Update: March 1996
Current Massachusetts Regulatory Limit
MMCL: 0.05 mg/L. ORS has adopted the MCL published by the U.S. EPA (56 FR 3256 (1/30/91).
Federal Regulatory Limit
The MCL of 0.05 mg/L is equal to the MCLG of 0.05 mg/L.
Basis for Criteria
The MCLG is based on the RfD presented below and assumes that a 70 kg adult ingests 2 L/day of drinking water. A relative source contribution factor of about 40% (estimated from human intake data as described below) is incorporated into the final value.
RfD: 3 x 10-3 mg/kg/day *
UF: 15 MF: 1
Since selenium is an essential element, U.S. EPA feels that applying an uncertainty factor of 100 or greater to the LOAEL cannot be justified as it would result in a value below that considered safe and adequate by the National Academy of Science (NAS) (i.e., 0.05 mg/day) and thus may not protect against adverse effects resulting from selenium deficiency. The factor of 15 is judged to provide a balance between the potential deficiency and toxicity effects of selenium (54 FR 22062).
Based on the above RfD, a total acceptable selenium intake per day for a 70 kg adult may be calculated as 0.003 mg/kg/day x 70 kg, or approximately 0.210 mg/day. As discussed below, dietary selenium intake is 0.125 mg/day. Since it is assumed that exposure to selenium via inhalation is zero, by subtraction, 0.210 mg/day - 0.125 mg/day leaves about 0.085 mg/day. The ratio 0.85 mg/day/0.210 mg/day is approximately equal to 40%.
* This RfD was derived from the information used to derived the Adjusted Acceptable Daily Intake (AADI) value of 0.106 mg/L. In the first step of this derivation, a LOAEL of 3.2 mg/kg/day was divided by an uncertainty factor of 15 to get an allowable dose in mg/day. To express this dose in mg/kg/day (thus analogous to the definition of an RfD), this value was divided by a default body weight of 70 kg.
Selenium is toxic at high doses and is an essential element in the low dose range. In animals, a level of 0.1 mg selenium per kg food has been considered to be the general level of dietary requirement (56 FR 3526). The NAS (1989) has determined a recommended daily allowance for selenium of 55 and 70 mg/day for North American females and males, respectively. Dietary intake of selenium in the United States is approximately 0.125 mg/person/day.
Signs of selenium toxicity (selenosis) include liver dysfunction, hair and nail loss.
A human study examined selenium toxicity and deficiency effects in an area of China with unusually high environmental concentrations of selenium. The minimum daily intake in an area of chronic selenosis was 3.2 mg. This level was identified as the LOAEL of this study (Yang et al., 1983). In a subsequent study also conducted in China, the same investigators also propose that 0.400 mg selenium per person per day is a maximal daily intake of selenium (Yang et al., 1989).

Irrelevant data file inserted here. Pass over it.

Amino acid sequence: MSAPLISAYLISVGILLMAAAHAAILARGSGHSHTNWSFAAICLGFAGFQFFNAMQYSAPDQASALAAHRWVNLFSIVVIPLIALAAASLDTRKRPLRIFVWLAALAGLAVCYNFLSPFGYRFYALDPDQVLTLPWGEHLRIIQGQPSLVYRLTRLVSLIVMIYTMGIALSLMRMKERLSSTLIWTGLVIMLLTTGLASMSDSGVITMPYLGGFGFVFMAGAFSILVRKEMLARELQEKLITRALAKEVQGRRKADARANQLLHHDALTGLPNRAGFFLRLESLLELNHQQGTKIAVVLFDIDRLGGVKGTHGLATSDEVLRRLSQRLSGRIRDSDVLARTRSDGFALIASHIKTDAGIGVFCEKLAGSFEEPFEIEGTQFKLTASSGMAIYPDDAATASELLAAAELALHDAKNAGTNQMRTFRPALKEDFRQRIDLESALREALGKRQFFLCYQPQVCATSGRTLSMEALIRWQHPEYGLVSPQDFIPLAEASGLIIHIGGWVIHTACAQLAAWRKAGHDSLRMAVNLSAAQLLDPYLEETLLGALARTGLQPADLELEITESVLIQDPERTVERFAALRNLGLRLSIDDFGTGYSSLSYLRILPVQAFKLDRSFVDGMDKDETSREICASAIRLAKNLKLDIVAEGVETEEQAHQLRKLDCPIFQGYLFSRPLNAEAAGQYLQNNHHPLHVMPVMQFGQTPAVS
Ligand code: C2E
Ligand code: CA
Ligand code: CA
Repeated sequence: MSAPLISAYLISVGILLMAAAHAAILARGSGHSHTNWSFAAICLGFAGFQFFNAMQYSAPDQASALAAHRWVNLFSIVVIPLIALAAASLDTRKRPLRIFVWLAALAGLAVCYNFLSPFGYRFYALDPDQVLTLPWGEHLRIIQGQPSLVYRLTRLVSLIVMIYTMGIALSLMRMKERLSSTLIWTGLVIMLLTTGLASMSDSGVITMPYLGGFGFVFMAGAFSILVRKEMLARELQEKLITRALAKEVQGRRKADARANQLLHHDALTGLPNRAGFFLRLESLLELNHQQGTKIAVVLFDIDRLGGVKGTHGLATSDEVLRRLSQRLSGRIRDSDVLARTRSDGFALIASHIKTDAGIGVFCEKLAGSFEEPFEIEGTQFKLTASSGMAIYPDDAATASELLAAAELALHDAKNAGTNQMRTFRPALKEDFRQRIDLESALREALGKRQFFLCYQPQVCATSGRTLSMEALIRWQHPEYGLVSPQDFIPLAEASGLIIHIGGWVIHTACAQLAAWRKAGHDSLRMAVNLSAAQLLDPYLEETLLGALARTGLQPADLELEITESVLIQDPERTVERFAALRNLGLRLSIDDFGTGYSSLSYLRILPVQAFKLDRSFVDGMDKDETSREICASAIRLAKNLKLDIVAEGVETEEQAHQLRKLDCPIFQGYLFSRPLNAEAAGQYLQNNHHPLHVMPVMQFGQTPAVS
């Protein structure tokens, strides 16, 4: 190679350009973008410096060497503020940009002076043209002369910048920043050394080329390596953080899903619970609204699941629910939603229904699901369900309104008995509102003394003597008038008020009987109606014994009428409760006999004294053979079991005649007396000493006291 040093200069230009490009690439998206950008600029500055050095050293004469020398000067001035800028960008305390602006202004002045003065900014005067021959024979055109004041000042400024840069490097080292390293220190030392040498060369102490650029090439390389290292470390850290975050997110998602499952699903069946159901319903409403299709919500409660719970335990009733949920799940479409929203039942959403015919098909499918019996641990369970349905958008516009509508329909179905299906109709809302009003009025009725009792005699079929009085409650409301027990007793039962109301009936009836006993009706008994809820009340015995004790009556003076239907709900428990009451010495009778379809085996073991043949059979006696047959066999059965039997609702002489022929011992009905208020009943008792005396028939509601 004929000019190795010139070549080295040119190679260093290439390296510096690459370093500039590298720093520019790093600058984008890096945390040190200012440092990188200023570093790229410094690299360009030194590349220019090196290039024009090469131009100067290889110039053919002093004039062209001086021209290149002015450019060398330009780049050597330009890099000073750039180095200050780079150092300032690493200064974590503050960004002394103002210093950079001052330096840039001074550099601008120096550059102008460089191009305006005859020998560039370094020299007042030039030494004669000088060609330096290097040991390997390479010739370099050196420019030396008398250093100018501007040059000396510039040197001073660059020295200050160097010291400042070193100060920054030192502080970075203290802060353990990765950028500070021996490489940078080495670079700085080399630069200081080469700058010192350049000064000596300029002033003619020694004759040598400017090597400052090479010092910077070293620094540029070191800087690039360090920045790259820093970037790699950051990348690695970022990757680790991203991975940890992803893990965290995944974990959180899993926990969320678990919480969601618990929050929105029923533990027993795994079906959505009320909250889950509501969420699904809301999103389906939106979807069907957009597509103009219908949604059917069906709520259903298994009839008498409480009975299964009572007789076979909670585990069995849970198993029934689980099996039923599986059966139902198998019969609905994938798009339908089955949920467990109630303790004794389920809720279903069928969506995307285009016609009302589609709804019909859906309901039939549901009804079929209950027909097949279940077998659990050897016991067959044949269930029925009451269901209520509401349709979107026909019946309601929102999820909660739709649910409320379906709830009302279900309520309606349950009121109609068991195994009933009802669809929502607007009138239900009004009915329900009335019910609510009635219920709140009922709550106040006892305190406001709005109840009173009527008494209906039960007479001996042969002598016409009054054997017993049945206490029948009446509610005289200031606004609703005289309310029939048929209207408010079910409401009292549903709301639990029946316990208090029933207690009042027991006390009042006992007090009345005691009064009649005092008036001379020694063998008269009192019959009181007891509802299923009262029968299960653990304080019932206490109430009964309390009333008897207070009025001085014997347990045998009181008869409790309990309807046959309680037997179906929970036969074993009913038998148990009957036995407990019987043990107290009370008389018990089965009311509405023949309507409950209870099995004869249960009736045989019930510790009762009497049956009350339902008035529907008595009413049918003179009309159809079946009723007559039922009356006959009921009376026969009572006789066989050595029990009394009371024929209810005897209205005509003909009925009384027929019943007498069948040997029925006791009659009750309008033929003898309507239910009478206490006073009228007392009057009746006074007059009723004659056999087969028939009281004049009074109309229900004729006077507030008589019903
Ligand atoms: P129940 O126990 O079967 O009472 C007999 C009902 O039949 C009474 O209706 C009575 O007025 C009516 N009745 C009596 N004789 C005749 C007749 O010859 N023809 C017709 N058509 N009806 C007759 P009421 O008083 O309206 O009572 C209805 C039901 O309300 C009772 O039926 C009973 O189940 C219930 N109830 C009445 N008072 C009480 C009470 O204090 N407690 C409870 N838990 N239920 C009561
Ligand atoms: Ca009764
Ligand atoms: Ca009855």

Cancer Assessment: D
Data are currently inadequate in both animals and humans for the classification of selenium as a carcinogen.
Inorganic, heavy metal
PQL: 0.01 mg/L
U.S. EPA 270.2; Atomic absorption spectrophotometry
PQLs and analytical methods may have been updated since this guidance value was last revised. Updated analytical methods for drinking water and their associated PQLs may be found at http://www2.epa.gov/dwanalyticalmethods/approved-drinking-water-analytical-methods .
Other Regulatory Data
Any Health Advisories, Reference Doses (RfDs), cancer assessments or Cancer Potency Factors (CPFs) referenced in this document pertain to the derivation of the current guidance value. Updated information may be obtained from the following sources:
Health Advisories - The U.S. EPA provides guidance for shorter-term exposures for chemicals based on their non-cancer effects. Current health advisories may be more current than those used to derive MCLs and may be found at http://www.epa.gov/waterscience/drinking/standards/dwstandards.pdf.
RfDs, cancer assessments and CPFs - For specific information pertaining to derivation of drinking water criteria, consult the Federal Register notice that announces the availability of the most current guidance for that chemical. In addition, information on other current RfDs and CPFs as well as cancer assessments for specific chemicals may be found in the U.S. EPA Integrated Risk Information System (IRIS) at http://www.epa.gov/iris/. Please note that the information in IRIS may differ from that used in the derivation process as published in the Federal Register notice.
Federal Register. November 13, 1985. Part IV. Environmental Protection Agency. 40 CFR Part 141. National Primary Drinking Water Regulations; Synthetic Organic Chemicals, Inorganic Chemicals and Microorganisms; Proposed Rule. (50 FR 46936).
Federal Register. May 22, 1989. Part II. Environmental Protection Agency. 40 CFR Parts 141, 142, and 143. National Primary and Secondary Drinking Water Regulations; Proposed Rule. (54 FR 22062).
Federal Register. January 30, 1991. Part II. Environmental Protection Agency. 40 CFR Parts 141, 142, and 143. National Primary Drinking Water Regulations; Final Rule. (56 FR 3526).
NAS (National Academy of Sciences). 1989. Recommended Dietary Allowances, 10th ed. National Academy Press, Washington, DC. p. 217-224.
Yang, G., et al., 1983. Endemic Selenium Intoxication of Humans in China. American Journal of Clinical Nutrition. 37:872-881.
Yang, G., S. Yin, R. Zhou, et. al. 1989. Studies of safe maximal daily dietary Se-intake in a seleniferous area in China II. Relation between Se-intake and the manifestation of clinical signs and certain biochemical alterations in blood and urine. J. Trace Elem. Electrolytes Health Disc. 3(2):123-130.